It was early, not even 8am. My bed was not ready, but I was told I could take breakfast on the rooftop terrace. The terrace, located on the 4th floor, opened up to a breathtaking view of Jodhpur’s crown jewel, Mehrangarh Fort, and the sprawling Blue City was laid out before me in the morning light. I met Beccy from the UK who was the only other early-riser and she joined me for a climb up to the fort where the calming reverential silence was in contrast to the crowded alleys below. Only a few other tourists roamed the marble hallways, but it seemed the main attraction was the view way off to the hazy horizon of the azure-accented neighborhoods.
Later, Beccy and I met up at a stepwell, which is meant to serve the utilitarian purpose of irrigation tanks, but on a sweltering dry day, they can also be used as the local swimming hole. When I arrived, Beccy was already chatting with a couple of English blokes. We watched a few boys challenge each other as to who could jump from the farthest or highest platform, miraculously leaping unscathed before disappearing into the dark pool below. One of the English guys couldn’t resist the temptation of a swim, but the rest of us just shuddered at what that murky still water might do to our Western constitutions. I never saw those two Brits after that, but I could only imagine the gastric nightmare if he happened to swallow even a drop.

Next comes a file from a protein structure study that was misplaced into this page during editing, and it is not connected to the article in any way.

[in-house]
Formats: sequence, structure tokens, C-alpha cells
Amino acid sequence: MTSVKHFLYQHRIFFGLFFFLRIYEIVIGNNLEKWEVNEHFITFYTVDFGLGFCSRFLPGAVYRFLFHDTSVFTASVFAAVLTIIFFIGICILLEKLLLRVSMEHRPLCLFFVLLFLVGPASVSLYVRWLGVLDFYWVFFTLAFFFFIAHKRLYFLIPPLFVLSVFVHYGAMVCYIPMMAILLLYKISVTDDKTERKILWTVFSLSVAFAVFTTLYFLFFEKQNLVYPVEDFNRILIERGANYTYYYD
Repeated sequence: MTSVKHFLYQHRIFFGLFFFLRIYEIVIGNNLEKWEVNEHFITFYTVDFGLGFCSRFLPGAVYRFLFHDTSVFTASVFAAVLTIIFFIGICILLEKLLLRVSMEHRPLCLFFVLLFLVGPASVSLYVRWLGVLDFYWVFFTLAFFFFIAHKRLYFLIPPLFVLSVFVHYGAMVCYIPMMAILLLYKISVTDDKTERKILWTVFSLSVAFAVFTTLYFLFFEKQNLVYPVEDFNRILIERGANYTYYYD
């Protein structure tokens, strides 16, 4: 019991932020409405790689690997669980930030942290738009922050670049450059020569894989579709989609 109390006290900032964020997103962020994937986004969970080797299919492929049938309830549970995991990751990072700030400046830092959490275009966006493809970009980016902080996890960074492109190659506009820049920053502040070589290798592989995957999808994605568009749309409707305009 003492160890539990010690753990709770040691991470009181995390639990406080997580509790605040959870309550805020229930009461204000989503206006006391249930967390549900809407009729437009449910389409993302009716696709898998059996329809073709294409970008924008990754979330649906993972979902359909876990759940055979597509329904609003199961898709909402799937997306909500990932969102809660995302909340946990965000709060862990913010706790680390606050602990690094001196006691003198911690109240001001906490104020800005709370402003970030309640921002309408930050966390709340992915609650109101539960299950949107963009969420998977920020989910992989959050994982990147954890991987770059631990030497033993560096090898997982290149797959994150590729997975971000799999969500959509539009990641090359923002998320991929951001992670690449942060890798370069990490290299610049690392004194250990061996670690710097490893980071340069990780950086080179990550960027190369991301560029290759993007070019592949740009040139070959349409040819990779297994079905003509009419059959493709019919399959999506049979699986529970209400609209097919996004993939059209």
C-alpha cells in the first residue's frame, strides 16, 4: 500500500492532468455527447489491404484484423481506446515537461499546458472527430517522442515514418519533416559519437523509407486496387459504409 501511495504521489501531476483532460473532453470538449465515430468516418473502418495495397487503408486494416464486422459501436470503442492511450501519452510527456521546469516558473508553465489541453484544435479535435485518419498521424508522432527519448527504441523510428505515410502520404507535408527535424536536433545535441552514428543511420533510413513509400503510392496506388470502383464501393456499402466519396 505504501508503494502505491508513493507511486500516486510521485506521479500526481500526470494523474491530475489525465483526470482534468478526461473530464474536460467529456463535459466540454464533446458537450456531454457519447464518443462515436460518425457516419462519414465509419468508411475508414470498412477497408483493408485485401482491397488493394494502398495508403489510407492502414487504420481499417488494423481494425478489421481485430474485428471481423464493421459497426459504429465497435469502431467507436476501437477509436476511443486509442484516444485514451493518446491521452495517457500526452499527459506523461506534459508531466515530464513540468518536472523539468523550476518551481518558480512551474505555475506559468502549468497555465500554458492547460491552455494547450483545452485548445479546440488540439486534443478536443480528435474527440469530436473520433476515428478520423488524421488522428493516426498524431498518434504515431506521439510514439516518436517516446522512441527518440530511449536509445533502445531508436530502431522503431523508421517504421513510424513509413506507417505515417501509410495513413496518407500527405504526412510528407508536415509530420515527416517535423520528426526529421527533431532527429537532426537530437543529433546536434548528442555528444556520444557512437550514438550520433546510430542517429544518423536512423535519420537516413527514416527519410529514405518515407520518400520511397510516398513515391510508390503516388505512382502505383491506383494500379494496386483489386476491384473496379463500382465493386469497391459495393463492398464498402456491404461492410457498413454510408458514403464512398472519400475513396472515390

Watching the sunset from a rooftop in India is not to be missed so luckily, the restaurants offering this amenity are in wide supply. This was to be my only night in Jodhpur, leaving on a bus to Udaipur mid-day tomorrow. Beccy, having just arrived in India for a months-long tour, talked of her plans for a camel safari in Jaisalmer and to go to Ladakh for trekking in the Karakoram Range. I lamented how I wouldn’t have time to visit either of these places. Me, on a two plus year sojourn around the world, wouldn’t “have time.” It seemed absurd, but like anyone else on a standard American vacation, I was trying to cram in the whole of Rajasthan in just two weeks. Enamored with the country as I was, I began plotting my return before I was even gone.
The next morning we walked to Jaswant Thada, a mausoleum for the royal family of Marwar. It too was nearly empty save for a few brightly garbed women tending the garden. For everyone who had warned about the sheer throngs of humans that inhabit this northern region, I seemed to be finding lots of solitary moments. The walk back to the hostel wasn’t long, but the only vehicle that passed was a family of four, balanced on a motorbike. They only stopped to ask us for a photo.